Page 1:Toshiba 65L9300U HDTV: 4K That Doesn’t Break The Bank
Page 2:Toshiba 65L9300U Physical Characteristics
Page 3:OSD Setup And Calibration
Page 4:Using Toshiba's 65L9300U
Page 5:Measurement And Calibration Methodology: How We Test
Page 6:Results: Brightness And Contrast
Page 7:Results: Grayscale Tracking And Gamma Response
Page 8:Results: Color Gamut And Performance
Page 9:Results: Viewing Angles And Uniformity
Page 10:Results: Pixel Response And Input Lag
Page 11:Results: Video Processing And 3D Crosstalk
Page 12:Toshiba 65L9300U: A Glimpse Of The Future
Results: Video Processing And 3D Crosstalk
This is a new area in our benchmark suite, so I’ll explain the results as I go. We use a series of pass/fail tests to determine the ability of an HDTV to process different kinds of video signals. Most of the time, you want your source components handling this because they're more capable. If you own an Oppo Blu-ray player, for example, it will exceed the capabilities of pretty much any display. Set your player to output 1080p video, and the display does no video processing whatsoever. An example of the reverse would be a cable or satellite receiver, which is usually poor for scaling and deinterlacing.
The 65L9300U is a little different because of its higher resolution. There are some Blu-ray players and A/V receivers that can upconvert 1080p signals to 4K. Or, you can have the TV tackle it. We don’t have a 4K source available, so our testing uses 1080p or lower.
The first tests consist of a group of video clips from the Spears & Munsil HD Benchmark Blu-ray Edition, which is available to anyone online for about thirty bucks. Here’s a quick rundown of what's covered:
2:2 pulldown: This is the cadence most commonly found in content shot on video cameras (at concerts and sporting events, for example). The original image is interlaced, two fields per frame, and the display must integrate them into a single progressive frame.
3:2 pulldown: The cadence most often used to convert 24p film to 60i video, its order is two fields of the first frame and then three fields of the next, in alternating sequence. If the display doesn’t integrate the extra field properly, there is a very obvious artifact that shows in our test clip and results in a failure.
Accepts 24p: Film content on Blu-ray is encoded at 24 frames per second, and all current players can output the signal at that rate. Most displays can accept this signal and process it to a refresh rate that’s a multiple of 24 using repeated frames.
- 2:2 pulldown: Fail
- 3:2 pulldown: Fail
- Accepts 24p: Pass
The failures on the 2:2 and 3:2 tests show that Toshiba’s CEVO 4K video processing engine is not as good at de-interlacing as it is with scaling. Where would you find interlaced content? It’s most common in high-def broadcasts, which are 1080i. A notable exception is Fox, which sends its signal out at 720p. What you see in practice is extra-jagged steps on diagonal lines as the 65L9300U fails to lock on to the proper cadence converting interlaced video to progressive. For film-based content on Blu-ray, the set processes 24p correctly only if you set ClearScan to Standard. Then it simply repeats each frame 10 times to match the native 240 Hz refresh rate.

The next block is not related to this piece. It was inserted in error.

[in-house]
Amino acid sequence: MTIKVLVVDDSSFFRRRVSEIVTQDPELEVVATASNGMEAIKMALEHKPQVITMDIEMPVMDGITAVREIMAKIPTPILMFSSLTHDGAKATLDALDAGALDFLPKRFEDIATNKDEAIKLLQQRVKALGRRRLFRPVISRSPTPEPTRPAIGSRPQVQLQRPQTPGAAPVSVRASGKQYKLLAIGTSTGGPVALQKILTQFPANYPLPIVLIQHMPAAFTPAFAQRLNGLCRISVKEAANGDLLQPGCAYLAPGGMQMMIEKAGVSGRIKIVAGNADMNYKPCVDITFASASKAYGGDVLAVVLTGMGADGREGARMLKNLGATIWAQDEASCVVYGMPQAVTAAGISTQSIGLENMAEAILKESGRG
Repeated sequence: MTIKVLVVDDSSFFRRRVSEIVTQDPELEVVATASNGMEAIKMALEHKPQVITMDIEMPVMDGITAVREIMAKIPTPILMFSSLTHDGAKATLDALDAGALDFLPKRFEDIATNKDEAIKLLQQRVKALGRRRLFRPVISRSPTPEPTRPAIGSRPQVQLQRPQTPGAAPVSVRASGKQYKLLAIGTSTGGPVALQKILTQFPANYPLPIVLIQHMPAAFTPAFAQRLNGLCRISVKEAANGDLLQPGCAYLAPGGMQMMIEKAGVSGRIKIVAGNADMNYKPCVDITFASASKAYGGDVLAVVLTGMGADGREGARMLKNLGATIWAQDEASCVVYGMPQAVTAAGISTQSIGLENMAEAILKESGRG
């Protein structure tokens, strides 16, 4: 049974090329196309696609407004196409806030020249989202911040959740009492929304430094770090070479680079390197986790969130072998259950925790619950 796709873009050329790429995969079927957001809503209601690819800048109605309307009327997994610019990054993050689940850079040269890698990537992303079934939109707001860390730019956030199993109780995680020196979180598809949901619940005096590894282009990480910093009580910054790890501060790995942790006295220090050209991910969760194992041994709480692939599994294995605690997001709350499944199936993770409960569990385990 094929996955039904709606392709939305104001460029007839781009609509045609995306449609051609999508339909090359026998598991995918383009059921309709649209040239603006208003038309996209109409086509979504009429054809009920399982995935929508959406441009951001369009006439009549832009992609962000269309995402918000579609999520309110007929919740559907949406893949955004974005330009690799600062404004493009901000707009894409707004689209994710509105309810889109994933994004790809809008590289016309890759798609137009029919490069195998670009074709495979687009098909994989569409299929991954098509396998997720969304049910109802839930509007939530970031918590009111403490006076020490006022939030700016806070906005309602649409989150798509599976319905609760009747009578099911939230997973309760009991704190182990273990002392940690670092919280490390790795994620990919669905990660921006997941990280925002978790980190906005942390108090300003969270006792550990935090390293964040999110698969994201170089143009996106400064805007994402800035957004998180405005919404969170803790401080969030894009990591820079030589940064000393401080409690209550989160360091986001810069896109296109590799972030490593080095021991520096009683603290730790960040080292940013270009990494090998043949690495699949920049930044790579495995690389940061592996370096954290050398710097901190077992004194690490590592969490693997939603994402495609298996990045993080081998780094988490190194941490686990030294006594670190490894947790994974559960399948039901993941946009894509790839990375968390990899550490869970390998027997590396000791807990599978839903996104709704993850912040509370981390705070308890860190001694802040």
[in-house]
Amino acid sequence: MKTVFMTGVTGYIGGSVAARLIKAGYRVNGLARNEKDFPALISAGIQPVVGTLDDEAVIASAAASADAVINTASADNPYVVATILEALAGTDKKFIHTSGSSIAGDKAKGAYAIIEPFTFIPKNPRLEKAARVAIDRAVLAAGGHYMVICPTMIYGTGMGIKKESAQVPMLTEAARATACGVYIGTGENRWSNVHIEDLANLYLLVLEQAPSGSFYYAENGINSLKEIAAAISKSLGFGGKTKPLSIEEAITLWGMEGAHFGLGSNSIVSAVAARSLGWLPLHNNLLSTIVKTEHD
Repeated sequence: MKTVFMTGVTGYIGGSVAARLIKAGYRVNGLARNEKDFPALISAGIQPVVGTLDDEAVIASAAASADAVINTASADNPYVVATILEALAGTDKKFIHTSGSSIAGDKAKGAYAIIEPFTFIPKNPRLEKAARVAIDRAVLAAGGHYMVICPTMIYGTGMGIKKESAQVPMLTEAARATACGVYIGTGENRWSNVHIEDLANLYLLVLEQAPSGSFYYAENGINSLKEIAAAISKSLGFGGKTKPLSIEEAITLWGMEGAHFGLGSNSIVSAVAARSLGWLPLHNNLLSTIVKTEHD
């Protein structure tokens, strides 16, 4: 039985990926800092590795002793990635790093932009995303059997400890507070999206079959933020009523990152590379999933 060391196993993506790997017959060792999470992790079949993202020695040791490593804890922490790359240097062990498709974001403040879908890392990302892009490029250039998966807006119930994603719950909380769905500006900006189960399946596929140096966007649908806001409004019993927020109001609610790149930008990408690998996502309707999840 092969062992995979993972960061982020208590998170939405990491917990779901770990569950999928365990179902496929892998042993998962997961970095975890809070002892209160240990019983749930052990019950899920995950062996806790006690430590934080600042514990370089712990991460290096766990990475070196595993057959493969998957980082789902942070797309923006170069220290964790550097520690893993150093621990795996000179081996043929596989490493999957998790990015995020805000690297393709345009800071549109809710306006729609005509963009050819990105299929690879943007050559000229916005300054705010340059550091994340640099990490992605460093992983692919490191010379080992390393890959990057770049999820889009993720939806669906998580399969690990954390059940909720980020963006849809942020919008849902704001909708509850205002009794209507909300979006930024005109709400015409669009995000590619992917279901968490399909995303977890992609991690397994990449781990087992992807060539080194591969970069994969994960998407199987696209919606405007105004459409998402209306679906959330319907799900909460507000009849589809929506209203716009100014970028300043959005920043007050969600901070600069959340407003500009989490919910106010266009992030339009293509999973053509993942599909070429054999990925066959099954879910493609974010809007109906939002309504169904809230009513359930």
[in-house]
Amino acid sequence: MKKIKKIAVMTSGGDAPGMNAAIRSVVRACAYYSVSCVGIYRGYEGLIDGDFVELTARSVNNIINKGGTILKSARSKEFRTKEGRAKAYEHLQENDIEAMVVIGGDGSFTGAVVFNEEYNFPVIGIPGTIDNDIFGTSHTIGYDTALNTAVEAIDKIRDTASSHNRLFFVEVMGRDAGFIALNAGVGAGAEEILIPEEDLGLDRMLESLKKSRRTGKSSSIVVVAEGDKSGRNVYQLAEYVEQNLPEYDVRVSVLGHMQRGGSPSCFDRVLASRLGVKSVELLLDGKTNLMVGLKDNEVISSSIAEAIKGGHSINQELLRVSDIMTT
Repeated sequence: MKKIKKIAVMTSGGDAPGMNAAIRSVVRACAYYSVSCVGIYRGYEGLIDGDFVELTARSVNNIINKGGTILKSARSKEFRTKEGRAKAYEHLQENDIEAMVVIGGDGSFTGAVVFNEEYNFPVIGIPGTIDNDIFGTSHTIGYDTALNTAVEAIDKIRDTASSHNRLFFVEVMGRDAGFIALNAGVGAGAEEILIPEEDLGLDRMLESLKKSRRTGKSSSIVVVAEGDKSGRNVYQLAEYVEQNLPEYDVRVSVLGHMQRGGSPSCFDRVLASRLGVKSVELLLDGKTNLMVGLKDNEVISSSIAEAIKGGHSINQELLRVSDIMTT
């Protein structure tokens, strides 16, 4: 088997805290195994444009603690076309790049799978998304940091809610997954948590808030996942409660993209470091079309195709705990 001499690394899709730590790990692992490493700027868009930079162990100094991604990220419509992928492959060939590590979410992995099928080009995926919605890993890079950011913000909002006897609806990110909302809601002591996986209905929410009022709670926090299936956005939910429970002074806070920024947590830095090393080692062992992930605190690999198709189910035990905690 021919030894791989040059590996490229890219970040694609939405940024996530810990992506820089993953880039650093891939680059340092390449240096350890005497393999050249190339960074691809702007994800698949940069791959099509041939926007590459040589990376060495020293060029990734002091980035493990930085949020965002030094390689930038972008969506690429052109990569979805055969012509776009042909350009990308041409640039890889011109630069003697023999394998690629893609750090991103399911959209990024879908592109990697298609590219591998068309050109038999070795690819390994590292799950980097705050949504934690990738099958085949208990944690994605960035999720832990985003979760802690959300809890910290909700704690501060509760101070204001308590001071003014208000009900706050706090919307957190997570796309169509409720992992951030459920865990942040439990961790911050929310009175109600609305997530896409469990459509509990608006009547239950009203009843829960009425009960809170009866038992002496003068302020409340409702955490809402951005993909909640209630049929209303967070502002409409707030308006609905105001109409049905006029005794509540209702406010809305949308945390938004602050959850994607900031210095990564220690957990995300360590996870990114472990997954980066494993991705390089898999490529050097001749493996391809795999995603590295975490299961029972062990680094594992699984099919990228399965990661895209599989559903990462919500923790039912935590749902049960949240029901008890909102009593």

The second group of tests covers an HDTV’s ability to show signals below black and above white. Unlike PC signals, which range from 0 to 255, a video signal truncates that to 16-235. The areas above and below those values are considered head and toe room, and are not used in correctly-encoded content. It is desirable, however, for a display to at least be able to show the levels between 0-34 and 236-255. It makes calibration easier, and occasionally content does stray outside the limits.
The Chroma Burst pattern shows a series of single-pixel lines, in color, to determine if a display actually achieves its maximum native resolution. Most HDTVs return different results for RGB signals than for component (YPbPr) video. 4:2:2 is the minimum bit depth output from a source; 4:4:4 is more common. Some players can output RGB, which usually eliminates a conversion step in the display. Our test shows which signal mode provides the best resolution performance.
|Above White||Below Black||Chroma Burst|
Many HDTVs only show their full resolution when fed an RGB signal. Toshiba's 65L9300U, however, performs equally well with both RGB and YPbPr signals. Since most Blu-ray players only output YPbPr, this display has a distinct advantage. The passing results on the above-white and below-black patterns mean that the 65L9300U maintains the proper black level threshold for both types of signals.
Since our Accupel signal generator supports 3D and contains a pattern for measuring crosstalk, we tested that as well. The pattern consists of nested squares; one for the left eye and one for the right. To measure crosstalk, the left-to-right timing is adjusted until the squares blend together. In our test, we checked each primary color plus gray and observed less than one-percent crosstalk for all patterns. This is well beneath the threshold of visibility. Unless there are errors in specific content, you won’t see any crosstalk or ghosting in 3D presentations on the 65L9300U.
- Toshiba 65L9300U HDTV: 4K That Doesn’t Break The Bank
- Toshiba 65L9300U Physical Characteristics
- OSD Setup And Calibration
- Using Toshiba's 65L9300U
- Measurement And Calibration Methodology: How We Test
- Results: Brightness And Contrast
- Results: Grayscale Tracking And Gamma Response
- Results: Color Gamut And Performance
- Results: Viewing Angles And Uniformity
- Results: Pixel Response And Input Lag
- Results: Video Processing And 3D Crosstalk
- Toshiba 65L9300U: A Glimpse Of The Future